Body has been one of the main preoccupations of current Renaissance historiography and current critical theory. Both the literary representation of the body and the construction of the material body in Renaissance anatomical and medical discourses have been used to explore the dynamics of early modern sexuality, gender, and society. Yet the influence of Ovid's texts on the construction of the Renaissance discourses of gender, sexuality, and subjectivity has not been fully explored.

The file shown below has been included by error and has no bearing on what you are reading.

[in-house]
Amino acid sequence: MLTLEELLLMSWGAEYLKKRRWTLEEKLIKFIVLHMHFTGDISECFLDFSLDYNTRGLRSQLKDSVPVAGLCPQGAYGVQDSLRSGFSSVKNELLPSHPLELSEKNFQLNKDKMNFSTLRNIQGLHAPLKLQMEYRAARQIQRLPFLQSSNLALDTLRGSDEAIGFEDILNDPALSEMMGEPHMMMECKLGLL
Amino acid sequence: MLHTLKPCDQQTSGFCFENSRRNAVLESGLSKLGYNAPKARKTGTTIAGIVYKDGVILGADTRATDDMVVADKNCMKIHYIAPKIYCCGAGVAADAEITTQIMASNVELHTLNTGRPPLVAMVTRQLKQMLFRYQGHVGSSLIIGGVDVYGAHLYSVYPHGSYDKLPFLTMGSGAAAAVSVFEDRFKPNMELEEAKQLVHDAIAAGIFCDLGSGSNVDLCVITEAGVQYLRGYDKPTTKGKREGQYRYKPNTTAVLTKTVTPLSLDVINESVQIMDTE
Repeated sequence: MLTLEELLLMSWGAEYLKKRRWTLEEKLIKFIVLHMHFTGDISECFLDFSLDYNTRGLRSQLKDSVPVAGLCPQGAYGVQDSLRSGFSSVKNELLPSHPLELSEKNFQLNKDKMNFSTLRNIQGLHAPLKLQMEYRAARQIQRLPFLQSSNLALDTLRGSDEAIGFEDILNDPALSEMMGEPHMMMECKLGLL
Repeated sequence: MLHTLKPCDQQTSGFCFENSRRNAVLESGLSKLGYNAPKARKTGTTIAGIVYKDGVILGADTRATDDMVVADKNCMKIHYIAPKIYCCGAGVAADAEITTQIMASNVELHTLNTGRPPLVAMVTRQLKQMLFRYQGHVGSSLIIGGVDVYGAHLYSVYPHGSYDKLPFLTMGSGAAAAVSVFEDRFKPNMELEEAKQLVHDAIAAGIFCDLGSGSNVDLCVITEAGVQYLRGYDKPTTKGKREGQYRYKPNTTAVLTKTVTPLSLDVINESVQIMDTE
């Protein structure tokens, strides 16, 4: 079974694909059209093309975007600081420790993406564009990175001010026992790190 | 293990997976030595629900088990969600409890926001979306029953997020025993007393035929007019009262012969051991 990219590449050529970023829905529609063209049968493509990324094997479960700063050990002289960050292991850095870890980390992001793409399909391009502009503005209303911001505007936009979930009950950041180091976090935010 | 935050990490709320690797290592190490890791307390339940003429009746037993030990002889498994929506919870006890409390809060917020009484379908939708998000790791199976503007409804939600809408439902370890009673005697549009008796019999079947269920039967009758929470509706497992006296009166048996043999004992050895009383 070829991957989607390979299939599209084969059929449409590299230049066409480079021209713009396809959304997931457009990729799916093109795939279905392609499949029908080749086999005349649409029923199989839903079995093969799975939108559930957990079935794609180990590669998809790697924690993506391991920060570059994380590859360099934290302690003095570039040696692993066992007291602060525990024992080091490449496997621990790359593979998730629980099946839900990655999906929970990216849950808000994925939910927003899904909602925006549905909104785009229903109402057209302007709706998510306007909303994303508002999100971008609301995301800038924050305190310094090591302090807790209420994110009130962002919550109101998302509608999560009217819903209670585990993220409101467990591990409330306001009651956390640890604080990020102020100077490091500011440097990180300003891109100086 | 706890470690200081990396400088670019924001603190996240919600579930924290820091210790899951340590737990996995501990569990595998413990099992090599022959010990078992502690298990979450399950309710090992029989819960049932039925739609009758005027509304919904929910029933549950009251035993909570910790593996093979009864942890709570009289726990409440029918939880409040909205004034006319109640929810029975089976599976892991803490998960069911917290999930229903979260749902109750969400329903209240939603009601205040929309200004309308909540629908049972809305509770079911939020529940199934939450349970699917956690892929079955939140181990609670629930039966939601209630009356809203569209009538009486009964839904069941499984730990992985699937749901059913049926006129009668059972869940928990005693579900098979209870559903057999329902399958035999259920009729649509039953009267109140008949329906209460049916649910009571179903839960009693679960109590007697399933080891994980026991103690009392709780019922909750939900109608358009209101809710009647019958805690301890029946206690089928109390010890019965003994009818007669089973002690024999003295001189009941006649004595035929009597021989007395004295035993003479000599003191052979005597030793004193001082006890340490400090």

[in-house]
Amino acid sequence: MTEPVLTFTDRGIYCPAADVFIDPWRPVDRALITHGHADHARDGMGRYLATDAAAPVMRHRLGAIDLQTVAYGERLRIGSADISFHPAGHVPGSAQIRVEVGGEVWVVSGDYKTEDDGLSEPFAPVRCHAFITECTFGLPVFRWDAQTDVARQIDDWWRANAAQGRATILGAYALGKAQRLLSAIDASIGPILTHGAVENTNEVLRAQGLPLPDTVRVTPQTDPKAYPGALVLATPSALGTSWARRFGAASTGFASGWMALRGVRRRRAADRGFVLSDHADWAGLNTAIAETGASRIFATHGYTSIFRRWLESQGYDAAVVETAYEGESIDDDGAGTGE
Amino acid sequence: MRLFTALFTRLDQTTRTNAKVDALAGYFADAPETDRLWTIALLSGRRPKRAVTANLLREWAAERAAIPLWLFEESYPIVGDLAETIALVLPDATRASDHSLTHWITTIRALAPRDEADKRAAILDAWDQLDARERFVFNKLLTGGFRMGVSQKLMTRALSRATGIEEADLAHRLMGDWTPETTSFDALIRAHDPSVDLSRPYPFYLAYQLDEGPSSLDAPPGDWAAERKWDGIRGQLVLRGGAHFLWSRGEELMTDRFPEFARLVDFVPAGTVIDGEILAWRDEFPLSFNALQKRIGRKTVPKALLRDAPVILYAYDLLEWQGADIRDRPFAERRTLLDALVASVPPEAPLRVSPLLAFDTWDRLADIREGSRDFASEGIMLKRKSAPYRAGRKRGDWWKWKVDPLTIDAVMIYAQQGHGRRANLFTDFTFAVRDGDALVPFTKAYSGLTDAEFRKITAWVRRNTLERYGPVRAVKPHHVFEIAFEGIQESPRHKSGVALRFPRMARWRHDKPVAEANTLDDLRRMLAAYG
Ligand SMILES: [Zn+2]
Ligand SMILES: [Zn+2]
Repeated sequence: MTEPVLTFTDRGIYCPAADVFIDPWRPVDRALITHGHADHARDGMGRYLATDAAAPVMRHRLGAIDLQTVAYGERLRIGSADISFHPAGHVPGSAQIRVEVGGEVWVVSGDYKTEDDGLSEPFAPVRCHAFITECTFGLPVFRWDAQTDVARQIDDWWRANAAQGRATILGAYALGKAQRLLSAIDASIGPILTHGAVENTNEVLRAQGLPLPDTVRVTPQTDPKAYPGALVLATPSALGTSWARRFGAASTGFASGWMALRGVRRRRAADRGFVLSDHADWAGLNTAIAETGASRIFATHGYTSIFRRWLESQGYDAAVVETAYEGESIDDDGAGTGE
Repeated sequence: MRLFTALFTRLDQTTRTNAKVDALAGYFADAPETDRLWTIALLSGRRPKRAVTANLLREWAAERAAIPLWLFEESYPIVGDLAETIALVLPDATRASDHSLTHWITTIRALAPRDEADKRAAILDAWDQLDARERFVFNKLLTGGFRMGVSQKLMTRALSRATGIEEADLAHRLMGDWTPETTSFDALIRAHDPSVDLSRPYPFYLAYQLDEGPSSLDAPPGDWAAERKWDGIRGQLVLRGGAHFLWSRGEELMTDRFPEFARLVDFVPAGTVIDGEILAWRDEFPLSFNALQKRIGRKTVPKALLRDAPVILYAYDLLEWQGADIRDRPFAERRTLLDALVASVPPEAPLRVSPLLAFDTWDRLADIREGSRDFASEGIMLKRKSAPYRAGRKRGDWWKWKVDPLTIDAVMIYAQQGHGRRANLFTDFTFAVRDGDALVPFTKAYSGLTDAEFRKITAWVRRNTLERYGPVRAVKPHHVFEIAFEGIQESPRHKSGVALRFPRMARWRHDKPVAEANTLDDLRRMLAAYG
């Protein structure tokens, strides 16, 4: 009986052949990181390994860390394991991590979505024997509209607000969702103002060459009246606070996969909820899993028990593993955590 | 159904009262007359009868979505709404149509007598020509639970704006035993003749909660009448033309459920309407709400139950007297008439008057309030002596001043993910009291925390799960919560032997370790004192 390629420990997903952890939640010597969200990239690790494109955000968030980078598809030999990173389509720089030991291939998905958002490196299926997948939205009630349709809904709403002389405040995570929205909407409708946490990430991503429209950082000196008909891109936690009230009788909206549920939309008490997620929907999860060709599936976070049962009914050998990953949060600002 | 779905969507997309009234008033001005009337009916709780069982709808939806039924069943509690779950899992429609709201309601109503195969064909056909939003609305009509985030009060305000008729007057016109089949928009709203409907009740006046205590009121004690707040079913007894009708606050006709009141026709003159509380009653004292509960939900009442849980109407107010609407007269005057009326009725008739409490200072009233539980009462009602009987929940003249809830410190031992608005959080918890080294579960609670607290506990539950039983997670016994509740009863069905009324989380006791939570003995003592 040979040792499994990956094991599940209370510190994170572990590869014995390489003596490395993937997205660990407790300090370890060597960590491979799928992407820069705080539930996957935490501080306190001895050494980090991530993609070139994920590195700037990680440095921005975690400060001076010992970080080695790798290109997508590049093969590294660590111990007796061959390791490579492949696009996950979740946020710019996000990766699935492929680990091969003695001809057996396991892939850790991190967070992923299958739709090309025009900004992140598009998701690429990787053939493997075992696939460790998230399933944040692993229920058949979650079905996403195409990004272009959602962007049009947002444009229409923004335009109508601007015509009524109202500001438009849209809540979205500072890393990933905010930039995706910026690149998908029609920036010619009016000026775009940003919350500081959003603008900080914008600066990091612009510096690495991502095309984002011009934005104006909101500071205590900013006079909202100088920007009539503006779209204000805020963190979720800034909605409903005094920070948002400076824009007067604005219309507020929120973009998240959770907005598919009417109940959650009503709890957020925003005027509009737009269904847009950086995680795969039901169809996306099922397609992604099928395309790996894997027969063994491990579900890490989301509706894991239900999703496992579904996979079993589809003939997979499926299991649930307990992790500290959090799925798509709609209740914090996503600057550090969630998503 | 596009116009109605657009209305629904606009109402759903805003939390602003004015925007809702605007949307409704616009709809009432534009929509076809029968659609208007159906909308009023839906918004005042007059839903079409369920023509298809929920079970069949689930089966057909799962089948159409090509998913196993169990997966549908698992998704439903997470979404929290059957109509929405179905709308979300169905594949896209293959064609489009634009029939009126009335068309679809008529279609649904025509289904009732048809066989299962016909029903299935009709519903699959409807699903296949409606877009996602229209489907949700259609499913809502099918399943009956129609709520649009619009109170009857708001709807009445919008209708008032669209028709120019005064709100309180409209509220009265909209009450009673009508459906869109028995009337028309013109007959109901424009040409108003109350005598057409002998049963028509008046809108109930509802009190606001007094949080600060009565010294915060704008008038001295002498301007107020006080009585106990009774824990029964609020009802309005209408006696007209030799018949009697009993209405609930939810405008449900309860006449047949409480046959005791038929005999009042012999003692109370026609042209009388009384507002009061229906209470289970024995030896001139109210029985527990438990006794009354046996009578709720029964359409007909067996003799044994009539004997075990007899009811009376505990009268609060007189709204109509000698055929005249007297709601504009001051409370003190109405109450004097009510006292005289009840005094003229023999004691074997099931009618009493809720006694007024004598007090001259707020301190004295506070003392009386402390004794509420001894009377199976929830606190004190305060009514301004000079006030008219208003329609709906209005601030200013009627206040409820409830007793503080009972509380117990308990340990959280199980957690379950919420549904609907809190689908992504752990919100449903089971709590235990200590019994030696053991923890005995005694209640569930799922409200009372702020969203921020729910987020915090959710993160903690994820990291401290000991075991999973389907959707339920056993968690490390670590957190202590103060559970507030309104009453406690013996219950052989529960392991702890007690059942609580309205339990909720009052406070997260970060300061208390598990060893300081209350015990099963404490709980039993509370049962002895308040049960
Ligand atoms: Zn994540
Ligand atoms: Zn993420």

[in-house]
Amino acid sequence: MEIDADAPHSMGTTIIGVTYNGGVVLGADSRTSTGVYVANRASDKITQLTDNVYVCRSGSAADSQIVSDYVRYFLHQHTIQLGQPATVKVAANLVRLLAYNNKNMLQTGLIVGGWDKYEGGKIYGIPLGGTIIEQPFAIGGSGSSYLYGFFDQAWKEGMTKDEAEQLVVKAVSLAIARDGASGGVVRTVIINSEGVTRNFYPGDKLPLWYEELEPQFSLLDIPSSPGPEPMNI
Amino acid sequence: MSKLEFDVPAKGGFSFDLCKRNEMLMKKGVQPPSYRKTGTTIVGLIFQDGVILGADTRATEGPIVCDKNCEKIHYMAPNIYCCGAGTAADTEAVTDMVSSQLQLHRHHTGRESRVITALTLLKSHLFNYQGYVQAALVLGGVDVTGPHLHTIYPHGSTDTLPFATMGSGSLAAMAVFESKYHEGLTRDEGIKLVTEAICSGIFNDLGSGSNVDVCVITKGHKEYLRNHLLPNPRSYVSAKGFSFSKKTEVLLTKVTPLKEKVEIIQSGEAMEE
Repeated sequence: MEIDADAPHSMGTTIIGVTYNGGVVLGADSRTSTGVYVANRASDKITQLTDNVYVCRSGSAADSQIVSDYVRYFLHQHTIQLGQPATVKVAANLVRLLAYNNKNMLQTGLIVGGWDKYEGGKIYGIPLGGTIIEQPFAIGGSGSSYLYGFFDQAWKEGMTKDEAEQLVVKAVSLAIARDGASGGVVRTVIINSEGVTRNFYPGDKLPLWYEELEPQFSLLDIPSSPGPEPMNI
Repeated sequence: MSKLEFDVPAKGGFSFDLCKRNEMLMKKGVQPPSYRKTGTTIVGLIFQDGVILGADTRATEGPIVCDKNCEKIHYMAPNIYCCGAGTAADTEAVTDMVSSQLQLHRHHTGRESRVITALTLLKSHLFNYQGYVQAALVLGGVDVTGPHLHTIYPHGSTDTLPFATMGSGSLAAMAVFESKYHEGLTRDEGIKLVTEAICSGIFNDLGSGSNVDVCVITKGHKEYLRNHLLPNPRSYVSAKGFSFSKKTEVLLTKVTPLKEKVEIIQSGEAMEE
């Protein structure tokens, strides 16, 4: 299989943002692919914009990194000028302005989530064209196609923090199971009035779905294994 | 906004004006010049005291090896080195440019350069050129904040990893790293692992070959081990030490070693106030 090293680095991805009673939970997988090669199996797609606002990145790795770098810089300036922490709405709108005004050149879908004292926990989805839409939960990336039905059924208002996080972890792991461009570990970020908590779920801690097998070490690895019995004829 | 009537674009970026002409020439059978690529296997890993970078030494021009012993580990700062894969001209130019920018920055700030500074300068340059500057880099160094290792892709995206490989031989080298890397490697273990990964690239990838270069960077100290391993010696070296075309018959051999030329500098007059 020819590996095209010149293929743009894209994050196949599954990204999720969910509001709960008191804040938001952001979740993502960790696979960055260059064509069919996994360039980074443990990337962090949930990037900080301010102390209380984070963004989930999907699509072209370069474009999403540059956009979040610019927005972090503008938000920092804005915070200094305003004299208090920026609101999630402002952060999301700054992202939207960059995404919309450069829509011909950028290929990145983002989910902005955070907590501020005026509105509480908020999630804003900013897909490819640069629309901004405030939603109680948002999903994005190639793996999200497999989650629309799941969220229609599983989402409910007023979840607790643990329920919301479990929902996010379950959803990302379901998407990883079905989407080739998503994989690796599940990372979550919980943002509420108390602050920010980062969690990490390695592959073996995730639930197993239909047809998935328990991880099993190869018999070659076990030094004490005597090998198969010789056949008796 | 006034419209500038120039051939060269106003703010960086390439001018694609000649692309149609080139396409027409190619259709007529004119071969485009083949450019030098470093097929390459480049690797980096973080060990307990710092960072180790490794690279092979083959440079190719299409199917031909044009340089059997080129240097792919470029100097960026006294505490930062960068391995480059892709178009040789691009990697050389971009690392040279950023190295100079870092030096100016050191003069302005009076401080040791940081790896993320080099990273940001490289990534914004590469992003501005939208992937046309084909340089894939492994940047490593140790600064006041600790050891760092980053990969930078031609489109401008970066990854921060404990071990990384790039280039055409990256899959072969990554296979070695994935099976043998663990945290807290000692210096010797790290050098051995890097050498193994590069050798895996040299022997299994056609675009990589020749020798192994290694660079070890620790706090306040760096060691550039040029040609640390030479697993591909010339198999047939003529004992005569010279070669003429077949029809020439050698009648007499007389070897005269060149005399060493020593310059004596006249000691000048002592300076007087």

This collection of original essays uses contemporary theory to examine Renaissance writers' reworking of Ovid's texts in order to analyze the strategies in the construction of the early modern discourses of gender, sexuality, and writing. The volume is divided into three parts. Part I explores literary and dramatic allusions to Ovid in relation to early modern ideologies of subjectivity and anxieties about identification and desire. Part II illustrates the appropriation of Ovidian myths by poets and dramatists interested in the articulation of agency. Part III demonstrates how various points of intertextuality between Ovid and English Renaissance writers ranging from Marlowe to Milton contributed to early modern epistemologies and discourse of embodiment, spectatorship, and print culture.